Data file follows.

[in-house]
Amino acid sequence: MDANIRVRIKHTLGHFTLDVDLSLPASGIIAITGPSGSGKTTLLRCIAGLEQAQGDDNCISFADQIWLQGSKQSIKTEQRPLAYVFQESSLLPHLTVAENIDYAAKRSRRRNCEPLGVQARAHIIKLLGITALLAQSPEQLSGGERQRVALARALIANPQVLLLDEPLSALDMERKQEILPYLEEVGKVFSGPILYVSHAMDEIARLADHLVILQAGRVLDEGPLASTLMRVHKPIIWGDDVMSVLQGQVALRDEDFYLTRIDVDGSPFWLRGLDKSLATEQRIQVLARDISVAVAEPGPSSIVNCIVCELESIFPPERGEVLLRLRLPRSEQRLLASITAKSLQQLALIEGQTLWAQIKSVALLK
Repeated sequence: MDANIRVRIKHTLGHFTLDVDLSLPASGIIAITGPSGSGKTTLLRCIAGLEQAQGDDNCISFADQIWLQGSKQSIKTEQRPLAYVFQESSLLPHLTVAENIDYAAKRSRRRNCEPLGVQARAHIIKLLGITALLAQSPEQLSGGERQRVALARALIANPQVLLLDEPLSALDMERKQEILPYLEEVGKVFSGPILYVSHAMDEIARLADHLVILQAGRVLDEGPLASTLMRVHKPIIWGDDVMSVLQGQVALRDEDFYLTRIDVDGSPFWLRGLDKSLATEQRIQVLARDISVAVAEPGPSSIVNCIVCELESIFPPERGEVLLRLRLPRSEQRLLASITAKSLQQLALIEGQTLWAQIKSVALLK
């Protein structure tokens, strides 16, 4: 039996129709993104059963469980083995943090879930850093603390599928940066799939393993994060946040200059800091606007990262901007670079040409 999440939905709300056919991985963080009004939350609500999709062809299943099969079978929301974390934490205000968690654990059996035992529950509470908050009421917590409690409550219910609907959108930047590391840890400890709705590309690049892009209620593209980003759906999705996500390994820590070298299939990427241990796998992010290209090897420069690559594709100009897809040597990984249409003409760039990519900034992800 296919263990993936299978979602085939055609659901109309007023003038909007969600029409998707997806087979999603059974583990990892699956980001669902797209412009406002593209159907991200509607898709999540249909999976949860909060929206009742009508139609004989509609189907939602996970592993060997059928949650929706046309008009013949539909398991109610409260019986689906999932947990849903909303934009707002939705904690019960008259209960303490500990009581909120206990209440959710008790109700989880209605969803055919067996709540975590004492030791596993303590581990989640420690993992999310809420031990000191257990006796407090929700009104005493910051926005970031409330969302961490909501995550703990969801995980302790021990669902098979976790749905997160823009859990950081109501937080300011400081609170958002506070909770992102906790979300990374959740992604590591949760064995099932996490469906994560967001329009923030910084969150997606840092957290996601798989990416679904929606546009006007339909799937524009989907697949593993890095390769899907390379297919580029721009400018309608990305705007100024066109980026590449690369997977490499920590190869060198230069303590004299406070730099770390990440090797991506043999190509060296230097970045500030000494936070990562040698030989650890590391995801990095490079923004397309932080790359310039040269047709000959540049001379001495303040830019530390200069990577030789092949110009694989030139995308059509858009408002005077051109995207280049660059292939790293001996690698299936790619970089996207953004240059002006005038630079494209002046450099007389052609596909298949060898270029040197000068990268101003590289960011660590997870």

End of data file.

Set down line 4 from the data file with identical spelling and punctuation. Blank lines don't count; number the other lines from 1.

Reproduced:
């Protein structure tokens, strides 16, 4: 039996129709993104059963469980083995943090879930850093603390599928940066799939393993994060946040200059800091606007990262901007670079040409 999440939905709300056919991985963080009004939350609500999709062809299943099969079978929301974390934490205000968690654990059996035992529950509470908050009421917590409690409550219910609907959108930047590391840890400890709705590309690049892009209620593209980003759906999705996500390994820590070298299939990427241990796998992010290209090897420069690559594709100009897809040597990984249409003409760039990519900034992800 296919263990993936299978979602085939055609659901109309007023003038909007969600029409998707997806087979999603059974583990990892699956980001669902797209412009406002593209159907991200509607898709999540249909999976949860909060929206009742009508139609004989509609189907939602996970592993060997059928949650929706046309008009013949539909398991109610409260019986689906999932947990849903909303934009707002939705904690019960008259209960303490500990009581909120206990209440959710008790109700989880209605969803055919067996709540975590004492030791596993303590581990989640420690993992999310809420031990000191257990006796407090929700009104005493910051926005970031409330969302961490909501995550703990969801995980302790021990669902098979976790749905997160823009859990950081109501937080300011400081609170958002506070909770992102906790979300990374959740992604590591949760064995099932996490469906994560967001329009923030910084969150997606840092957290996601798989990416679904929606546009006007339909799937524009989907697949593993890095390769899907390379297919580029721009400018309608990305705007100024066109980026590449690369997977490499920590190869060198230069303590004299406070730099770390990440090797991506043999190509060296230097970045500030000494936070990562040698030989650890590391995801990095490079923004397309932080790359310039040269047709000959540049001379001495303040830019530390200069990577030789092949110009694989030139995308059509858009408002005077051109995207280049660059292939790293001996690698299936790619970089996207953004240059002006005038630079494209002046450099007389052609596909298949060898270029040197000068990268101003590289960011660590997870």